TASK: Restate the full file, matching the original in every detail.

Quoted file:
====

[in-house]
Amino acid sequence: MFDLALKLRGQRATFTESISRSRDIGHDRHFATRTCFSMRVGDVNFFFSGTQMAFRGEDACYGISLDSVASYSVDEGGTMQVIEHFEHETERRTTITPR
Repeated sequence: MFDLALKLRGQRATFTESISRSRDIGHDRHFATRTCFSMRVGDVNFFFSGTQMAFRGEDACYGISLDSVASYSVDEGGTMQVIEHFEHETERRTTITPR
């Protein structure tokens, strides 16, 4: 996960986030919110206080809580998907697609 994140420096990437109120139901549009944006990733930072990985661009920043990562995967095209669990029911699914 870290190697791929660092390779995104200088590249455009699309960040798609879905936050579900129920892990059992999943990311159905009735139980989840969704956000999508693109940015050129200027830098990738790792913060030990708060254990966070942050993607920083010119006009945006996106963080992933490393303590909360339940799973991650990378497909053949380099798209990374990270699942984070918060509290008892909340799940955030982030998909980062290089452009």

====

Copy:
[in-house]
Amino acid sequence: MFDLALKLRGQRATFTESISRSRDIGHDRHFATRTCFSMRVGDVNFFFSGTQMAFRGEDACYGISLDSVASYSVDEGGTMQVIEHFEHETERRTTITPR
Repeated sequence: MFDLALKLRGQRATFTESISRSRDIGHDRHFATRTCFSMRVGDVNFFFSGTQMAFRGEDACYGISLDSVASYSVDEGGTMQVIEHFEHETERRTTITPR
């Protein structure tokens, strides 16, 4: 996960986030919110206080809580998907697609 994140420096990437109120139901549009944006990733930072990985661009920043990562995967095209669990029911699914 870290190697791929660092390779995104200088590249455009699309960040798609879905936050579900129920892990059992999943990311159905009735139980989840969704956000999508693109940015050129200027830098990738790792913060030990708060254990966070942050993607920083010119006009945006996106963080992933490393303590909360339940799973991650990378497909053949380099798209990374990270699942984070918060509290008892909340799940955030982030998909980062290089452009």